WASHINGTON — General Electric, Rolls-Royce, and Pratt & Whitney will compete for the chance to outfit the U.S. Air Force’s B-52 bomber fleet with new engines, with a contract award projected for June 2021.

The Air Force released a request for proposals for the B-52 Commercial Engine Replacement Program to the three companies on May 19. The engine makers are already under contract to create digital prototypes, and they have until July 22 to submit final proposals, the solicitation stated.

The Air Force operates 76 B-52s, each outfitted with eight TF33 engines. The service plans to order 608 new engines, plus spares and support, from the winner of the competition.

The public version of the RFP obscures the estimated value of the program, which is projected to extend from 2021 to 2035.

Pratt & Whitney, which manufactured the TF33 currently onboard the B-52, has stated it will propose the PW800. “Its industry-leading reliability, robust sustainment infrastructure, and significant fuel efficiency savings will greatly improve the legendary bomber and keep it flying for decades to come,” said Chris Johnson, Pratt & Whitney’s executive director for mobility and diverse engine programs. "Our unique experience with the B-52, coupled with our expertise integrating commercial engines onto military applications, will deliver a low-risk, high-performance engine to power the Stratofortress fleet through 2050.”

GE Aviation will put forward the CF34-10 and Passport engines, spokesman David Wilson said.

“GE is the only company to have been involved in re-engining U.S. Air Force aircraft three times over,” he said. “Add in our deep experience powering six strategic bombers, entrenched support of air combat and the reverence we have for the role we play in protecting this country, and GE is the clear partner to ensure the B-52 is ready at all times for mission critical.”

Rolls-Royce intends to offer its F130 engine, the company confirmed.

“Rolls-Royce is excited to move to the proposal stage of the campaign and ready to demonstrate that the Rolls-Royce F130 engine is the perfect fit for the B-52,” Craig McVay, senior vice president for Rolls-Royce Defense, said in a statement. “The F130 is a highly reliable and proven engine which is already in commercial production. Our team is focused and energized, and eager to compete for the B-52 Commercial Engine Replacement Program and provide the best possible solution for the U.S. Air Force and the key missions of the B-52 weapon system.”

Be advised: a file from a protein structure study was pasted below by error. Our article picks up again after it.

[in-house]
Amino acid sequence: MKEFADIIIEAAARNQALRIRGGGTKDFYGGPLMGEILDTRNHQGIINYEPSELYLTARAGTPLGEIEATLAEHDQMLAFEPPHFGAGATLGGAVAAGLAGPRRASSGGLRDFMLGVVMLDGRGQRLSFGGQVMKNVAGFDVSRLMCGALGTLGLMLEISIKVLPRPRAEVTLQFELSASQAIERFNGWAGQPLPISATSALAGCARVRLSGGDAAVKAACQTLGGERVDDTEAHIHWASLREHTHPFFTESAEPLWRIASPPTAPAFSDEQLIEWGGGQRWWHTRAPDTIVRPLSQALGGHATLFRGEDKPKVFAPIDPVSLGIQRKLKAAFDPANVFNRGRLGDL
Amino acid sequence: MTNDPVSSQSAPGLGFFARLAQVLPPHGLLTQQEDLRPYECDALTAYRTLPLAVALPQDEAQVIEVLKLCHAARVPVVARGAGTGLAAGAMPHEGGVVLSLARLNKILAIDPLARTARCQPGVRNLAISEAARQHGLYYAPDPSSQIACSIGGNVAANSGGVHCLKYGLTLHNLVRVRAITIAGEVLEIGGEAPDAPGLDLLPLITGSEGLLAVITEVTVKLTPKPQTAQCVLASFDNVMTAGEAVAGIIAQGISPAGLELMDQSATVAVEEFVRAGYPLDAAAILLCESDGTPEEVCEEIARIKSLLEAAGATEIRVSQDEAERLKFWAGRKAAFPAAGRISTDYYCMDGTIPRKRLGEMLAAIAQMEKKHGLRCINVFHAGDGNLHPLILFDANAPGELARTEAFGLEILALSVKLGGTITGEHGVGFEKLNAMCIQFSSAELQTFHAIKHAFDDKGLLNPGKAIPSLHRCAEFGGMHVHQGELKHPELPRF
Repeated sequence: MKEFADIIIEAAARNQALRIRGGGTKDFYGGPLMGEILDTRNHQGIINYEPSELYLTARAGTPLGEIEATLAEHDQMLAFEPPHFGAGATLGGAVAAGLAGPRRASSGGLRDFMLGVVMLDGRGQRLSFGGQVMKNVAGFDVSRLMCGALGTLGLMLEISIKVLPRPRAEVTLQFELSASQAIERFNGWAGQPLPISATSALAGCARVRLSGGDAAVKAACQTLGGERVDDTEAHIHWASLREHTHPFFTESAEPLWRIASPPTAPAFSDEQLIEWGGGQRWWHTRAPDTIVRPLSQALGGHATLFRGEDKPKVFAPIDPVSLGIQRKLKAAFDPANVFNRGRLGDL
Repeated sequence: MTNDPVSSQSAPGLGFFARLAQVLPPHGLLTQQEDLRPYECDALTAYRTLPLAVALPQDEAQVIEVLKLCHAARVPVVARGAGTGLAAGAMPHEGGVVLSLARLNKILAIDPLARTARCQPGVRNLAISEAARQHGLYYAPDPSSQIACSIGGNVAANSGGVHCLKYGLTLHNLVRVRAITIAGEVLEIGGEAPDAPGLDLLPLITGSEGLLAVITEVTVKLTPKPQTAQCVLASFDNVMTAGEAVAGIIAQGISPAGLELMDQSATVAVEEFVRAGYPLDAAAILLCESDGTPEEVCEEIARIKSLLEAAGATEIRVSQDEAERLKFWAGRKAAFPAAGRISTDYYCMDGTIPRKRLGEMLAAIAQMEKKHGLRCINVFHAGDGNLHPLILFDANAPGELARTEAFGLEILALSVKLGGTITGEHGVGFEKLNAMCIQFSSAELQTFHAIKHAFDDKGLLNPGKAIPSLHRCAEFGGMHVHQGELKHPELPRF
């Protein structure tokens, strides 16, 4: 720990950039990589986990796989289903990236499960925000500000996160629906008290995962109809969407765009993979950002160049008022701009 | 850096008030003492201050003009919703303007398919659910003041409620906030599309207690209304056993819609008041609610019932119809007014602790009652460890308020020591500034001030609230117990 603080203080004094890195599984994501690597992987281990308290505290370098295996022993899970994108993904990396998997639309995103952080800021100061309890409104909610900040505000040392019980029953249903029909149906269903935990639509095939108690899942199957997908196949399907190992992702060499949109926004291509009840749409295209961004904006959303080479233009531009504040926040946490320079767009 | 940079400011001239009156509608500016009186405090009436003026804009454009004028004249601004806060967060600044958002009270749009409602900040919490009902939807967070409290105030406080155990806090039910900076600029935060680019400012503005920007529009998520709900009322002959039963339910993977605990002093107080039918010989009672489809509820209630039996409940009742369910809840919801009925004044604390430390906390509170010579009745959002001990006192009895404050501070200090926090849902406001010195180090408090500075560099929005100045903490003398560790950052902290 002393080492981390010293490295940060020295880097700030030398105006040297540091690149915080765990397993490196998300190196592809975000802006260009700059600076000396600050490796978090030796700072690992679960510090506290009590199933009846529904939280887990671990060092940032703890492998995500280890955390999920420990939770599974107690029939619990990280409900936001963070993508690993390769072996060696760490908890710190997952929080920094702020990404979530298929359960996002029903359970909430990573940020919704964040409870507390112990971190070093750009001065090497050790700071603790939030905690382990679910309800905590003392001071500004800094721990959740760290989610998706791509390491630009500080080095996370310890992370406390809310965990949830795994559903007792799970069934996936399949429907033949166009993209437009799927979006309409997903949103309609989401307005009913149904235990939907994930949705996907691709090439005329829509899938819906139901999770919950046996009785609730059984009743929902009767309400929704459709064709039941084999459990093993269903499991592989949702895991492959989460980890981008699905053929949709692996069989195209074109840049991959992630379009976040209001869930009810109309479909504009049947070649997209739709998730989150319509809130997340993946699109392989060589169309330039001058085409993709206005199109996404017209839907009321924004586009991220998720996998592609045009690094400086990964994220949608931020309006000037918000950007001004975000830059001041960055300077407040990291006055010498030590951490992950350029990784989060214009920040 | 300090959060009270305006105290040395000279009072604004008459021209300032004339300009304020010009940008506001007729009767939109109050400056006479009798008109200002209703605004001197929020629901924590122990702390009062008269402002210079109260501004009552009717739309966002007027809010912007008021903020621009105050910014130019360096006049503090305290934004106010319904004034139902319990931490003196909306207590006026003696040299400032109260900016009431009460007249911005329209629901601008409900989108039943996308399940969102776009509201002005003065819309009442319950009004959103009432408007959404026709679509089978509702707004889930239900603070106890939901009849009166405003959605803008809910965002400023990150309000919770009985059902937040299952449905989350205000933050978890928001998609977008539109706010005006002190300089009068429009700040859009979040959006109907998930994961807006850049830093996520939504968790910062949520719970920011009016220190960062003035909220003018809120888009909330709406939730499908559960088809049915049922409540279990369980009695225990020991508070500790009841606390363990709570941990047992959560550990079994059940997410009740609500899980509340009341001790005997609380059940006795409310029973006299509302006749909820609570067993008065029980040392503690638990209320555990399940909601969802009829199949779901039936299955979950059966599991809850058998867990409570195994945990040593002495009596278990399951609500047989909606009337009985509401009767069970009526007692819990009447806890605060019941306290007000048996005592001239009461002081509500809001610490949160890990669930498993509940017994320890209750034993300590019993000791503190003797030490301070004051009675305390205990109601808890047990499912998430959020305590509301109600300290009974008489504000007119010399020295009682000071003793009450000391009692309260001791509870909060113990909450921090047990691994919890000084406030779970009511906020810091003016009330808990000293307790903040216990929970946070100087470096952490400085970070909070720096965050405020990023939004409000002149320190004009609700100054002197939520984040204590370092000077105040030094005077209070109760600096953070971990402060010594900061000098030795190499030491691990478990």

The Air Force plans to operate the B-52 into the 2050s and sees new commercial engines as a way to reduce fuel burn and the time it takes to maintain the bomber.

Last year, B-52 maintainers at Barksdale Air Force Base, Louisiana, told Defense News that modern engines would make it easier for crews to diagnose problems and make needed repairs.

“I would like to know if I need to take that aircraft down out of the schedule and give it a new engine ahead of time,” said Lt. Col. Tiffany Arnold, 2nd Maintenance Squadron commander. “We could prioritize, we could understand the patterns of the engines in a way that we could maintain them better. And hopefully the new motor, whoever designs it, will have a shorter mean time between failure, and we can fly them longer.”

Valerie Insinna is Defense News' air warfare reporter. She previously worked the Navy/congressional beats for Defense Daily, which followed almost three years as a staff writer for National Defense Magazine. Prior to that, she worked as an editorial assistant for the Tokyo Shimbun’s Washington bureau.

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